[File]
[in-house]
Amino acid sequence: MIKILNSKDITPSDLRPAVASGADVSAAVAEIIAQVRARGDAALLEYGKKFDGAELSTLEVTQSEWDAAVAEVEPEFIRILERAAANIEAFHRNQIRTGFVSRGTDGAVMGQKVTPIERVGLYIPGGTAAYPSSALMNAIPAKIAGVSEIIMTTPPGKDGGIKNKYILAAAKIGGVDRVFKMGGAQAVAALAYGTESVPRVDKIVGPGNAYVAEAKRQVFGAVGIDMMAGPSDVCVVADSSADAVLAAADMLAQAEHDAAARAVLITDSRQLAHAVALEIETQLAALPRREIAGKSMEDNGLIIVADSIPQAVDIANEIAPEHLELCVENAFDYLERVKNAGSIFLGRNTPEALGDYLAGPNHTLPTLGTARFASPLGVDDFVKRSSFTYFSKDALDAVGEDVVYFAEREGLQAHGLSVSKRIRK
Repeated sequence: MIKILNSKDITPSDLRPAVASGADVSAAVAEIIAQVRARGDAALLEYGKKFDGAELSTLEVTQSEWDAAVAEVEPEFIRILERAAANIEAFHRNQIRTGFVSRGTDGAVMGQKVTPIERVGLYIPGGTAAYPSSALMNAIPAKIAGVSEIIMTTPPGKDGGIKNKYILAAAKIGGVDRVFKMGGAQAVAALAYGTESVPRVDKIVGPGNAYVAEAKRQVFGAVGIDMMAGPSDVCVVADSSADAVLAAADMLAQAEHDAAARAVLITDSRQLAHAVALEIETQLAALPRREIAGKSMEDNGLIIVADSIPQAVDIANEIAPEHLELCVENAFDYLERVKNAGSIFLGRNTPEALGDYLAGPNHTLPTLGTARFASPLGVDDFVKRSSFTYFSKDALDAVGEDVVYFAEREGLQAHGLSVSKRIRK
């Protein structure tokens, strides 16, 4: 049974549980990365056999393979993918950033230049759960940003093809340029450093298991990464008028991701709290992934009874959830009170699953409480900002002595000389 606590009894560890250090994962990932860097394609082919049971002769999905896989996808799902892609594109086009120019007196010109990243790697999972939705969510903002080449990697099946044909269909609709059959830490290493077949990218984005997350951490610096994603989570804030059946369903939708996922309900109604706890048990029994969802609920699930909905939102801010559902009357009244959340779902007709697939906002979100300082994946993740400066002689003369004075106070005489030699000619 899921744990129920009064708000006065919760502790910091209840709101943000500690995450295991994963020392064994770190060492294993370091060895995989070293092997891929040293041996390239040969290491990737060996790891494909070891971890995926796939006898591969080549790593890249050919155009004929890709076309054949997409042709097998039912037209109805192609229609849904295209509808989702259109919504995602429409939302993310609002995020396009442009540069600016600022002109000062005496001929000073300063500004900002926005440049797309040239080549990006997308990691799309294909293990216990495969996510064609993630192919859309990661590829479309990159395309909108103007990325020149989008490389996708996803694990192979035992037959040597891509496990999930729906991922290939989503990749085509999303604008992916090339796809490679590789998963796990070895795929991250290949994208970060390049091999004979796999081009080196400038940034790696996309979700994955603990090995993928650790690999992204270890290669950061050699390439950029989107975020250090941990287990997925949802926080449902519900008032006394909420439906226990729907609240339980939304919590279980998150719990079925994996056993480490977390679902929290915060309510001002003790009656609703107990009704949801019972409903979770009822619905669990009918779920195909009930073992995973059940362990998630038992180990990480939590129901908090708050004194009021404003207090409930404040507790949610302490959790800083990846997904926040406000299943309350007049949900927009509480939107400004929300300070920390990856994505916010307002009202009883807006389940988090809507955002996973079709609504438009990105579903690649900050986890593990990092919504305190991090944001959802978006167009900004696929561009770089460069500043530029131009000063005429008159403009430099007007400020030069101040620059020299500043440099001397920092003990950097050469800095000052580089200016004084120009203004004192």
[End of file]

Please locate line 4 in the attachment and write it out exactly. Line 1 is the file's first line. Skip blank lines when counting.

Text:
């Protein structure tokens, strides 16, 4: 049974549980990365056999393979993918950033230049759960940003093809340029450093298991990464008028991701709290992934009874959830009170699953409480900002002595000389 606590009894560890250090994962990932860097394609082919049971002769999905896989996808799902892609594109086009120019007196010109990243790697999972939705969510903002080449990697099946044909269909609709059959830490290493077949990218984005997350951490610096994603989570804030059946369903939708996922309900109604706890048990029994969802609920699930909905939102801010559902009357009244959340779902007709697939906002979100300082994946993740400066002689003369004075106070005489030699000619 899921744990129920009064708000006065919760502790910091209840709101943000500690995450295991994963020392064994770190060492294993370091060895995989070293092997891929040293041996390239040969290491990737060996790891494909070891971890995926796939006898591969080549790593890249050919155009004929890709076309054949997409042709097998039912037209109805192609229609849904295209509808989702259109919504995602429409939302993310609002995020396009442009540069600016600022002109000062005496001929000073300063500004900002926005440049797309040239080549990006997308990691799309294909293990216990495969996510064609993630192919859309990661590829479309990159395309909108103007990325020149989008490389996708996803694990192979035992037959040597891509496990999930729906991922290939989503990749085509999303604008992916090339796809490679590789998963796990070895795929991250290949994208970060390049091999004979796999081009080196400038940034790696996309979700994955603990090995993928650790690999992204270890290669950061050699390439950029989107975020250090941990287990997925949802926080449902519900008032006394909420439906226990729907609240339980939304919590279980998150719990079925994996056993480490977390679902929290915060309510001002003790009656609703107990009704949801019972409903979770009822619905669990009918779920195909009930073992995973059940362990998630038992180990990480939590129901908090708050004194009021404003207090409930404040507790949610302490959790800083990846997904926040406000299943309350007049949900927009509480939107400004929300300070920390990856994505916010307002009202009883807006389940988090809507955002996973079709609504438009990105579903690649900050986890593990990092919504305190991090944001959802978006167009900004696929561009770089460069500043530029131009000063005429008159403009430099007007400020030069101040620059020299500043440099001397920092003990950097050469800095000052580089200016004084120009203004004192």